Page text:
In a first embodiment according to the principles of the current disclosure, in a rank-2 transmission, the process ID of the second CW is linked to the process ID of the first codeword. This requires indication of only CW1 PID in the control message during the rank-2 transmission while PID for CW2 is derived from CW1 as shown in Table 2. This scheme allows for HARQ retransmissions when the MIMO rank changes from 2 to 1 as shown in FIG. 16. As shown in FIG. 16, the first transmission is a rank-2 transmission. In the first transmission, the PID1 for CW1 is explicitly transmitted, while the PID2 for CW2 is derived from the PID1 based on Table 2. In the second transmission (retransmission), the rank changed from rank-2 to rank-1. In this rank-1 transmission, there is no link between PID1 for CW1 and PID2 for CW2, and therefore both of the PID1 and PID2 are explicitly transmitted in rank-1. Table 2 is only for rank-2 transmission, instead of rank-1 transmission. Note the number of available process indications in rank-1 is sixteen (16), while the number of available process indications in rank-2 is eight (8). This HARQ retransmission requires that, however, the PID field in rank-1 is 1-bit longer than the PID field in-rank-2. For example, if 3-bits PID representing CW1 PIDs from 0 to 7 (with CW2 PIDs 8-15 implicitly derived) is used in rank-2, then a 4-bit PID representing PIDs from 0-15 is required in rank1.

In the example of FIG. 16, subpackets from four codewords are transmitted in two subframes with rank-2 (allows two simultaneous codeword transmission). Note that in FIG. 16, the linking scheme between PID3 for CW3 and PID4 for CW4 is the same as the linking scheme between PID1 and PID2. We assume that all the four codewords are negatively acknowledged and requires HARQ retransmissions. Meanwhile, the rank changes to 1 and therefore the subsequent subpackets from the four codewords are transmitted in four subframes with one subpacket transmitted in each subframe. The subpackets can be retransmitted in rank-1 with one subpacket per subframe because the number of hybrid ARQ process IDs (PIDs) is 2 times more in rank-1 than in rank-2 (16 PIDs in rank-1 versus 8 PIDs in rank-2). The principles of the current disclosure can be extended to the case when more than two codewords are transmitted simultaneously using multi-codeword MIMO. For example, when the number of MIMO codewords is four, a 3-bit process ID can be used for the four codewords transmission in rank-4, and the subpackets for these 4 codewords can be transmitted in rank-1 by providing 4 times more PIDs (5-bits PIDS in rank-1), because there are totally thirty-two (32) channels in the HARQ scheme for the four codewords. Similarly, when 4 codewords are transmitted in rank-2 with 2 codewords simultaneously transmitted, the PID size in rank-2 can be 0-bits. In the case of rank-2 transmission, there are two linking schemes for two pairs of codewords. For example, there is a first linking scheme between PID1 and PID2, and there is a second linking scheme between PID3 and PID4.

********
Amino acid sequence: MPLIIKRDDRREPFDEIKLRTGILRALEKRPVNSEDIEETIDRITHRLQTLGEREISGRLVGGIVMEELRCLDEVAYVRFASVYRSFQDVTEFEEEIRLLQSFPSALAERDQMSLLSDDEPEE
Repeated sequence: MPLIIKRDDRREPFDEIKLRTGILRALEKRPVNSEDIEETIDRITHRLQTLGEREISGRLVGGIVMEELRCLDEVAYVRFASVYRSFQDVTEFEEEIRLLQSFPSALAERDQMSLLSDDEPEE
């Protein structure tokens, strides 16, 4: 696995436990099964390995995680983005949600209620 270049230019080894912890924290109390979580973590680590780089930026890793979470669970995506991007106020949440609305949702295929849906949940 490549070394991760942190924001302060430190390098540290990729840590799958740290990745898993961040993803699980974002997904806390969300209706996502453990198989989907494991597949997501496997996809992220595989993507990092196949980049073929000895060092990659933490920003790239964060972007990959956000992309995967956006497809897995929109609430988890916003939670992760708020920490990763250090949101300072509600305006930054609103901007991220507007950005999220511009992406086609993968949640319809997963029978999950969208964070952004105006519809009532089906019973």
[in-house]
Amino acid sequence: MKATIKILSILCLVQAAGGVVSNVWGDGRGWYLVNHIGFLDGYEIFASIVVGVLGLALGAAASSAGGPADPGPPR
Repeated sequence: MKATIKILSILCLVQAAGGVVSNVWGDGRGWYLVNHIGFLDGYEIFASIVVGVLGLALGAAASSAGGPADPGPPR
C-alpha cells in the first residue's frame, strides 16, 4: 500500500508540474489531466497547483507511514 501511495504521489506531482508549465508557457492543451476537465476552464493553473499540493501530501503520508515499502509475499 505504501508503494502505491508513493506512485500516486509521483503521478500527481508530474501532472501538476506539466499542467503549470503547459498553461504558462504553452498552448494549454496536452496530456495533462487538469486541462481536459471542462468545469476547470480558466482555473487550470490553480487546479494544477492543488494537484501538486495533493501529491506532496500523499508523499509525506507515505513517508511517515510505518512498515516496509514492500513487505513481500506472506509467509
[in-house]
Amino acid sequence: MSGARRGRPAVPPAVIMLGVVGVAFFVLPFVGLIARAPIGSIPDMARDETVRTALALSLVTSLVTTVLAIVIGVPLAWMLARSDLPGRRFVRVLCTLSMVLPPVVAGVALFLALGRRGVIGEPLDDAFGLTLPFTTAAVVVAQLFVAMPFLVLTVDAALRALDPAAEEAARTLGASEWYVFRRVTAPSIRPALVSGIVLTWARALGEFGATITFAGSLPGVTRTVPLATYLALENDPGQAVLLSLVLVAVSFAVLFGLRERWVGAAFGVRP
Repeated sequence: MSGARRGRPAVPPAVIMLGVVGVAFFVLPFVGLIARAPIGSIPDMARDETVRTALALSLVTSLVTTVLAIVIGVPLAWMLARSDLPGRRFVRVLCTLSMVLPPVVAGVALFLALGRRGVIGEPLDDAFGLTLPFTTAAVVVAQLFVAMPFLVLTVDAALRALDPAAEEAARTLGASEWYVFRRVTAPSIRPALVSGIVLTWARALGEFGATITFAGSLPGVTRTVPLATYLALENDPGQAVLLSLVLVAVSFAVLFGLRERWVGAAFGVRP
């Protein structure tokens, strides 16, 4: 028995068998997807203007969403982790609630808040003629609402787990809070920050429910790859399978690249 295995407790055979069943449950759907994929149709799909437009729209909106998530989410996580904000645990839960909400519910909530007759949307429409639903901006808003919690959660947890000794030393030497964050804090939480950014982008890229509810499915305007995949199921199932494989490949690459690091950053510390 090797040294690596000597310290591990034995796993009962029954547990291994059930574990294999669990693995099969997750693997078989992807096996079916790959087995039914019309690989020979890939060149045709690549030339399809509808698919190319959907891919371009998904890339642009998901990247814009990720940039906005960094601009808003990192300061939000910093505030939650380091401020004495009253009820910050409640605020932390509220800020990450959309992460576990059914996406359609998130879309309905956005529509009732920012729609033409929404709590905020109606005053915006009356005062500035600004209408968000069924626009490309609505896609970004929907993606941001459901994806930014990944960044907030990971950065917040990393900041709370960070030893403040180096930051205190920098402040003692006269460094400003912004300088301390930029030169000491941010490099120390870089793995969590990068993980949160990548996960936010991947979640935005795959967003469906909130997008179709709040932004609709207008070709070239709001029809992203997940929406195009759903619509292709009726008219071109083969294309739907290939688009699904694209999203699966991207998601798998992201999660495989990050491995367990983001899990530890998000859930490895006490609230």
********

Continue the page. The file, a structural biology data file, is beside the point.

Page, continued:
TABLE 2 A scheme linking CW2 PID with CW1 PID PID field CW1 process ID CW2 process ID 000 0 8 001 1 9 010 2 10 011 3 11 100 4 12 101 5 13 110 6 14 111 7 15

In Table 2, the process ID for CW2 (PID2) is linked to the process ID for CW1 (PID1) as below:
PID2=PID1+8  (1)

Other functions for Hybrid ARQ PID linking between CW1 and CW2 can also be used. Another example is shown in Table 3 below where CW2 process ID (PID2) is linked to PID1 as below:
PID2=16−PID1  (2)

TABLE 3 A scheme linking CW2 PID with CW1 PID PID field CW1 process ID CW2 process ID 000 0 15 001 1 14 010 2 13 011 3 12 100 4 11 101 5 10 110 6 9 111 7 8

In a second embodiment according to the principles of the present disclosure, an example of HARQ retransmissions according to the principles of the current disclosure for the case when rank changes from 1 to 2 at time of retransmissions is shown in FIG. 17. The process IDs use is assumed to be according to Table 3. We assume four subpackets from four different transport blocks (codewords) are transmitted in rank-1. At the time of retransmission when rank changes to 2, the subpackets transmitted on PID#7 and PID#8 can be scheduled together in rank-2 as allowed by the mapping in Table 3. The subpackets originally transmitted on PID#5 and PID#6 cannot, however, be scheduled together because this combination is not allowed by mapping in Table 3. Note that two process indications in the same row in Table 3 is an allowed combination.

In a third embodiment according to the principles of the present disclosure, the process IDs for CW1 and CW2 are derived from a single 3-bit field as in Table 4. CW1 uses odd numbers PIDs while CW2 uses even numbered PIDs. This scheme allows simultaneous scheduling of two subpackets retransmissions from rank-1 to rank-2, when the PIDs of the two subpackets are in the same row in Table 4. As shown in FIG. 18, PID1 for CW1 (SP11) is 4, and PID2 for CW2 (SP21) is 5. PID#4 and PID#5 are in the same-row in Table 4, and hence the retransmissions of the respective corresponding codewords, CW1 and CW2, can be scheduled together when the rank changes from 1 to 2. This scheme does not allow, however, retransmission of subpackets on process IDs when the process IDs are not in the same row. For example, PID#4 and PID#5 are not in the same row in Table 3, and hence subpackets on PID#4 and PID#5 cannot be retransmitted together in rank-2.